Among parous women, the risk of breast cancer decreases with increasing parity.31,45,51 In a case–control study, older age during the first childbirth was the most important risk factor for breast cancer, with relative risk of more than six times (OR, 6.34; 95% CI, 2.04–27).36 A study indicated that every childbirth reduces the risk of PR+ and ER+ cancers by up to 10% (RR per birth, 0.89; 95% CI, 0.84–0.94), and women who were older at their first childbirth had a 27% increased risk of developing breast cancer (RR, 1.27; 95% CI, 1.07–1.50).52 The results of the studies showed that full-term pregnancy is considered as a protective factor.50,51 The results of a study showed that breast cancer is more likely to occur in nulliparous women than women who have more than three children (OR, 1.98; 95% CI, 1.12–3.49).53 However, in some studies, multiparity was associated with a reduced risk of developing breast cancer,44,47 and based on the results of a case–control study, having more than five full-term pregnancies is associated with an increased risk of breast cancer.37 In a study of African-American women, high parities were associated with an increased risk of developing breast cancer among people younger than 45 years (incidence rate ratio [IRR] for four or more births, 2.4; 95% CI, 1.1–5.1) and a decreased risk among people older than 45 years (IRR, 0.5; 95% CI, 0.3–0.9).54 In a prospective cohort study, nulliparity was associated with large tumors (>20 mm; RR, 1.89; 95% CI, 0.91–3.91), high Ki67 levels (RR, 1.95; 95% CI, 0.93–4.10), high cyclin D1 levels (RR, 2.15; 95% CI, 0.88–5.27), grade III (RR, 2.93; 95% CI, 1.29–6.64), and HER2-positive tumors (RR, 3.24; 95% CI, 1.02–10.25).55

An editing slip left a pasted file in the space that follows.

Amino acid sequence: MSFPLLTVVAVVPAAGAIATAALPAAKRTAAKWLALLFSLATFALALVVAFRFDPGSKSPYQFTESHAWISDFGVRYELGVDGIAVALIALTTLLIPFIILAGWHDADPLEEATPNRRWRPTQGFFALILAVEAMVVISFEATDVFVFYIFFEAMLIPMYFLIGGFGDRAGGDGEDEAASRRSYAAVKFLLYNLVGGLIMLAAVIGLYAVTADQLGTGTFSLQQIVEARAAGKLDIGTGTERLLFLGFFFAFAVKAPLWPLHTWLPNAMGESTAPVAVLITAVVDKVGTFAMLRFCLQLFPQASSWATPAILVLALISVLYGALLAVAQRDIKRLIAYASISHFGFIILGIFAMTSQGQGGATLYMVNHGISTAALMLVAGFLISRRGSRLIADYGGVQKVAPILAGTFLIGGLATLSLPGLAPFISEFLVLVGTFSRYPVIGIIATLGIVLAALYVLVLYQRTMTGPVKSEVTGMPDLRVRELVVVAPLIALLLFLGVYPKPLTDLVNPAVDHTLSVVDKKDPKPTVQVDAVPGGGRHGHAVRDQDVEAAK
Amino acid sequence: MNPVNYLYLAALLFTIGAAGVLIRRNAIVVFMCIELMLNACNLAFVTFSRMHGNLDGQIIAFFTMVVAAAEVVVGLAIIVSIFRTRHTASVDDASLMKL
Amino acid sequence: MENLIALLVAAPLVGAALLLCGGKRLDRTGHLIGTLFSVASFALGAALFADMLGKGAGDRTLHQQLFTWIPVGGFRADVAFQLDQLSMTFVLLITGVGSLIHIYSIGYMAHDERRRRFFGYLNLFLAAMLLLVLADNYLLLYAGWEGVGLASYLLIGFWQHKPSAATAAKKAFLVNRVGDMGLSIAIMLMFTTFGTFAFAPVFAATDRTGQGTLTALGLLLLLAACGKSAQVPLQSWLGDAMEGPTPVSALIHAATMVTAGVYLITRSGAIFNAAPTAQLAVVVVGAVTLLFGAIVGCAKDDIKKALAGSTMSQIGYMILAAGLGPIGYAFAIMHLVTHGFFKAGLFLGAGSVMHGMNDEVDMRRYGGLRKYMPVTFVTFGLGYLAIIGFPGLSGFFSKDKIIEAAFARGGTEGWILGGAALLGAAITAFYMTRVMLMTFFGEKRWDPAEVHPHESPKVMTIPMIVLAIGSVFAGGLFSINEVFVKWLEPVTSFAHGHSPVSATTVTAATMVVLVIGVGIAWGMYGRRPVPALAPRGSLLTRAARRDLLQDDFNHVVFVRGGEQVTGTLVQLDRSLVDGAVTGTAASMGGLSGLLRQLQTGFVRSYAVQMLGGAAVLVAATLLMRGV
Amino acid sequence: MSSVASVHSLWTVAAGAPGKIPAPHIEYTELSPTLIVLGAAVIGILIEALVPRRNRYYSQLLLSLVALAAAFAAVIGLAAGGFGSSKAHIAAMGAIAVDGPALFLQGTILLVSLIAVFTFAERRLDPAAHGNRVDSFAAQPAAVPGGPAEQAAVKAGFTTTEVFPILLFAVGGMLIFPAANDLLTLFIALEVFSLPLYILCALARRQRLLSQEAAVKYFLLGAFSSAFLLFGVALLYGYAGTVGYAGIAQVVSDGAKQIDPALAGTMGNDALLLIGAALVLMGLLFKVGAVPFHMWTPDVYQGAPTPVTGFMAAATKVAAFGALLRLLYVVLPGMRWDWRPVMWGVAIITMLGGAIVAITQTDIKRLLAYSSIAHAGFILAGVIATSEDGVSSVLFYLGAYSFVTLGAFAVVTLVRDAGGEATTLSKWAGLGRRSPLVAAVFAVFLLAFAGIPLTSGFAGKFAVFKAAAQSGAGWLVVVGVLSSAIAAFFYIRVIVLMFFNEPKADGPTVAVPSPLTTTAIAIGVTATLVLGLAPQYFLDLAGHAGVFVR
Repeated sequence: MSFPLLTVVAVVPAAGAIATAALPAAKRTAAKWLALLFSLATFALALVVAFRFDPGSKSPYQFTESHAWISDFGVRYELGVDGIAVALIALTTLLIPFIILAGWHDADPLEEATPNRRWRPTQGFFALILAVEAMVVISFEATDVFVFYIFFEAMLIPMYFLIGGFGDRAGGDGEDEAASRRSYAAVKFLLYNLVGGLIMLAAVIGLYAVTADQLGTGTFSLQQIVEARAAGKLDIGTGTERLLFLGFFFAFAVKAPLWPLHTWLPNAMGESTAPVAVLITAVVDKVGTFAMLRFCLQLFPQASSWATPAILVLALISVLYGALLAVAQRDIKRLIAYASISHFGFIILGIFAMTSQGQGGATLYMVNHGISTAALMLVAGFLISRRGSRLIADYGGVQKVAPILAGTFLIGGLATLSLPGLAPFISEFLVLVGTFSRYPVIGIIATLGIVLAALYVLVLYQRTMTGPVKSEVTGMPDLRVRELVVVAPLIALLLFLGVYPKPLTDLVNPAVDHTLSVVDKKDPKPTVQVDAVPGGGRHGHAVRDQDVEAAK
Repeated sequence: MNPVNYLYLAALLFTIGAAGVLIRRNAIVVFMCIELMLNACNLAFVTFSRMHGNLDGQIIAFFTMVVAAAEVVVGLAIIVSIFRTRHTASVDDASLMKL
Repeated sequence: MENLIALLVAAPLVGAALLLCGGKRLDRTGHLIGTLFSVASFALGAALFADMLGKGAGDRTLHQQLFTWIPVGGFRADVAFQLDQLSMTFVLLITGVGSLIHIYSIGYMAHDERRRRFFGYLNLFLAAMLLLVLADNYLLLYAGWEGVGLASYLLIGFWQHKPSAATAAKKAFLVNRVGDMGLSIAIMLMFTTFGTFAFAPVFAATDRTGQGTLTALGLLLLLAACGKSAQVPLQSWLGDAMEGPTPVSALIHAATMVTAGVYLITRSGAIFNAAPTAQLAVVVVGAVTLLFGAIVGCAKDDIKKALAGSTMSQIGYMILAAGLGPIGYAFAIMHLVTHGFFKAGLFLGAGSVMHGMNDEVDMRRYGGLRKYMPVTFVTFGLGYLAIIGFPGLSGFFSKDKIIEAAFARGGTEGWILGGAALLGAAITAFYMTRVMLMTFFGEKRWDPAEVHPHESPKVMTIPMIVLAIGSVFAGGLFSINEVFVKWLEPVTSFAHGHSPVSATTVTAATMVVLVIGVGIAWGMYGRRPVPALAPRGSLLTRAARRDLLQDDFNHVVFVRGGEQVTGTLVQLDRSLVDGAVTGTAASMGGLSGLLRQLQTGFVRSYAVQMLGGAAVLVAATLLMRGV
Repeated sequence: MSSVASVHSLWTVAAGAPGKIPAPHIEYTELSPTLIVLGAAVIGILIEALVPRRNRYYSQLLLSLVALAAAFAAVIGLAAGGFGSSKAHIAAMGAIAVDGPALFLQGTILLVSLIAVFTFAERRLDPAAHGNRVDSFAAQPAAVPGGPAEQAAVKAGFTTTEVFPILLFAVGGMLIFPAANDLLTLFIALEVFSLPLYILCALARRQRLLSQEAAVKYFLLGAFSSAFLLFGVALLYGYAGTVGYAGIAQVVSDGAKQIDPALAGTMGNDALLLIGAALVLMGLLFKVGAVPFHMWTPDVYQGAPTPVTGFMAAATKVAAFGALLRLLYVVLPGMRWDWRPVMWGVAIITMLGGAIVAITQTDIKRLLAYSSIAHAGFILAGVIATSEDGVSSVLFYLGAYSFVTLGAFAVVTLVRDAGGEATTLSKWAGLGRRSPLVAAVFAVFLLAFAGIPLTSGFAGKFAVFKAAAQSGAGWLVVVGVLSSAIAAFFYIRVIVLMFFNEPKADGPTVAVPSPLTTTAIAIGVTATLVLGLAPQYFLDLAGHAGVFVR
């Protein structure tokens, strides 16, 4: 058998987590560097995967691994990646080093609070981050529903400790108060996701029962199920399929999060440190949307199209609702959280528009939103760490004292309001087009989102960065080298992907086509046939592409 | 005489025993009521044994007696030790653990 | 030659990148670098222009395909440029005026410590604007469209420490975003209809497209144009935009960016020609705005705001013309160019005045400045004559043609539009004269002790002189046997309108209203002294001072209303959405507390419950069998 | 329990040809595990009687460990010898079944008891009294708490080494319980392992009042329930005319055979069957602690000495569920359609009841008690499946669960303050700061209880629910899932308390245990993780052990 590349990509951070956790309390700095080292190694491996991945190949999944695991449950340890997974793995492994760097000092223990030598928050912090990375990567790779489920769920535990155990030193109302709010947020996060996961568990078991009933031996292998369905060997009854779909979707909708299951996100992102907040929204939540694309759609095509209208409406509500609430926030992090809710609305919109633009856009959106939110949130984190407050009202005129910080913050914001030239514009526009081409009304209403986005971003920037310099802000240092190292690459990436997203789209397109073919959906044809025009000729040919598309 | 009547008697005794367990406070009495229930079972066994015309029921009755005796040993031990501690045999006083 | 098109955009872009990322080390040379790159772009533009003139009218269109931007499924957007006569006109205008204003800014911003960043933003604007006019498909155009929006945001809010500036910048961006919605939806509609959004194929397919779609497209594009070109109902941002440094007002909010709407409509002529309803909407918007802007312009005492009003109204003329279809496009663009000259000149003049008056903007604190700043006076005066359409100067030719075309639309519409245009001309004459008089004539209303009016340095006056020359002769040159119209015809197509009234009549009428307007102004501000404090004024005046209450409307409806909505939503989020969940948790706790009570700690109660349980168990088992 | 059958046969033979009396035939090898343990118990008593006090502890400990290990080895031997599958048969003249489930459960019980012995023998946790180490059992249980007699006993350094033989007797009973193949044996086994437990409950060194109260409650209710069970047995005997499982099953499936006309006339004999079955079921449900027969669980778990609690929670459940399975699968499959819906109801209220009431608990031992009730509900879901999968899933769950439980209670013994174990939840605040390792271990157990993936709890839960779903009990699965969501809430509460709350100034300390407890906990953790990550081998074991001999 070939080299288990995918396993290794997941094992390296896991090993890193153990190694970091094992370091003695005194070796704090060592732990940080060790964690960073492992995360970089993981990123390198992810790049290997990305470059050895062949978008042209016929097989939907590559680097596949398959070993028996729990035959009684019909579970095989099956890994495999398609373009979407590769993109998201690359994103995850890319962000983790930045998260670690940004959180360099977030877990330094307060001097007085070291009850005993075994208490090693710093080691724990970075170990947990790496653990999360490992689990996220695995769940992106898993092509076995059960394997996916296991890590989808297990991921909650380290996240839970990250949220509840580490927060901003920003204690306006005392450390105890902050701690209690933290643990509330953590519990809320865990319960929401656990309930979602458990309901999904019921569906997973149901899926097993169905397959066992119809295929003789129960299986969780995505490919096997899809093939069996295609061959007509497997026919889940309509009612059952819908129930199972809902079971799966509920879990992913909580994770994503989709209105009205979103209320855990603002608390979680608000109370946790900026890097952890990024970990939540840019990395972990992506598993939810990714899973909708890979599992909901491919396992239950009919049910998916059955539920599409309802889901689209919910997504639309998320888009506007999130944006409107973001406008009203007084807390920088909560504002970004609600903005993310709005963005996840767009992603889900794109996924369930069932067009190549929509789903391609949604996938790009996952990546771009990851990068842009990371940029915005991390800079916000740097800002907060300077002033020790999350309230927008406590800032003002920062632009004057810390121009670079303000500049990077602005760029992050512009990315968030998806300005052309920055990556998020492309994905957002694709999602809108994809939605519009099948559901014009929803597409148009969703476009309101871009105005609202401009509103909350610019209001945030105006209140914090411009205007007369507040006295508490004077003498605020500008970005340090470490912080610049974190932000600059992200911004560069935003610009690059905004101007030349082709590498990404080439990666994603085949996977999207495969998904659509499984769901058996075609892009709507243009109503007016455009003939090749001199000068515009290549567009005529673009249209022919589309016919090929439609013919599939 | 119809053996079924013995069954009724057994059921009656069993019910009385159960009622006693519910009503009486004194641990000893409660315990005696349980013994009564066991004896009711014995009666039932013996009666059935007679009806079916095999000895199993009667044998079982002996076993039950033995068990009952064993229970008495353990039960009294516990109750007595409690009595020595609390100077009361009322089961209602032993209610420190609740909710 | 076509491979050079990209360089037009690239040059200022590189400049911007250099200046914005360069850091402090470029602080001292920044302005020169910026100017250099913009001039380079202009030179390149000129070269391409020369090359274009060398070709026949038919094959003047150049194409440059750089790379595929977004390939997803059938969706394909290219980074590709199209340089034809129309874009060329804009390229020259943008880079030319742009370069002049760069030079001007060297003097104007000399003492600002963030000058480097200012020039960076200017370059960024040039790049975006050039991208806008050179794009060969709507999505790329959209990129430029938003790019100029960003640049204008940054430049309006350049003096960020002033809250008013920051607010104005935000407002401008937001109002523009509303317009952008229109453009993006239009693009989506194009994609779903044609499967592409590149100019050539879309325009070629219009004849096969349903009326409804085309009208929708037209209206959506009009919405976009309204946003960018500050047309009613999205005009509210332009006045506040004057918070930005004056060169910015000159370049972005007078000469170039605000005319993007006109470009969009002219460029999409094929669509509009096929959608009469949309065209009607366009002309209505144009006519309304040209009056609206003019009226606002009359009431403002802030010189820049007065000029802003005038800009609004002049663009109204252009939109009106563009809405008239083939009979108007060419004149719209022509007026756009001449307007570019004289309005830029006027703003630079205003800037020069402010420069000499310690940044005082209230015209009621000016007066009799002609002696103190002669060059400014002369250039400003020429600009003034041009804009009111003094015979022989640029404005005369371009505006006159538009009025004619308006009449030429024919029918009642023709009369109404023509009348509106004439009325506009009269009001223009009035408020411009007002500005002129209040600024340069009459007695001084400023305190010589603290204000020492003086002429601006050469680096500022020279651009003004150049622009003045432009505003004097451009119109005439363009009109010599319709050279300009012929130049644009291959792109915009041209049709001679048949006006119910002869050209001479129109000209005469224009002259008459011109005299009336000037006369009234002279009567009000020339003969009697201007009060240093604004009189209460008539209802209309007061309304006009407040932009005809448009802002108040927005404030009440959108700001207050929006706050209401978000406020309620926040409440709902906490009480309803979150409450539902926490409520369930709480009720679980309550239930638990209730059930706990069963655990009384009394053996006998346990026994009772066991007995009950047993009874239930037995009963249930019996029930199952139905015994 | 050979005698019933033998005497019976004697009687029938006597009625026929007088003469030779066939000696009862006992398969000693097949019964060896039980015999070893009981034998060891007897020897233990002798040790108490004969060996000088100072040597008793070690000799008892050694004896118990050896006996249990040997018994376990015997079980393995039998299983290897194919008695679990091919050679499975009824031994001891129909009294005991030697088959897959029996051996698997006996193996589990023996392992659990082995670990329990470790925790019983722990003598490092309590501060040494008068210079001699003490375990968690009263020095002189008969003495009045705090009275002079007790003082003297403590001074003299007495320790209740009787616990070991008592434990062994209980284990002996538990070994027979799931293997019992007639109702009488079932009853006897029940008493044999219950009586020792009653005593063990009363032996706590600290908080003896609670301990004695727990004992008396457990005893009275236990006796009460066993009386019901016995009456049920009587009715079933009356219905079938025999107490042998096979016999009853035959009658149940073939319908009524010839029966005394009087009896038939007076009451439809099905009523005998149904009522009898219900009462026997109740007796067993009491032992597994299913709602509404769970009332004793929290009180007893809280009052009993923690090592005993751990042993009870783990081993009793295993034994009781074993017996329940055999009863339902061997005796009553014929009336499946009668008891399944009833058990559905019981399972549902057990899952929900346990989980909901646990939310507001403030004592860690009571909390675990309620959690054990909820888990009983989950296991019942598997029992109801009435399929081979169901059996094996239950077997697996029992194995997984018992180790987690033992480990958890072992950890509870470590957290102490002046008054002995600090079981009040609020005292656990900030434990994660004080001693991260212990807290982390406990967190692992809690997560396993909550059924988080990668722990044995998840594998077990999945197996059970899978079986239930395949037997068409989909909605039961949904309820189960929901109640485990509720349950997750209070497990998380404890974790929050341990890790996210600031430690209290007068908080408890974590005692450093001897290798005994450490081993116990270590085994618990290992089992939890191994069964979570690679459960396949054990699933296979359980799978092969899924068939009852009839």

In addition to full-term pregnancy, early maternal age reduces the risk of developing breast cancer by up to 23%.44 There is a positive correlation between the age of more than 26 years during the first childbirth and lobular disease (OR, 1.35; 95% CI, 1.03–1.78).56 Older age at first full-term pregnancy is associated with an increased risk of developing breast cancer.31,37,44,47 In a case–control study, first full-term pregnancy in women aged 20 years or older is associated with 40%–50% increased risk of breast cancer.45 Older age at the last childbirth is also associated with an increased risk of developing breast cancer (OR, 2.15; 95% CI, 1.52–3.08),43 although no significant relationship was found between the breast cancer and the time of last childbirth in the another study.54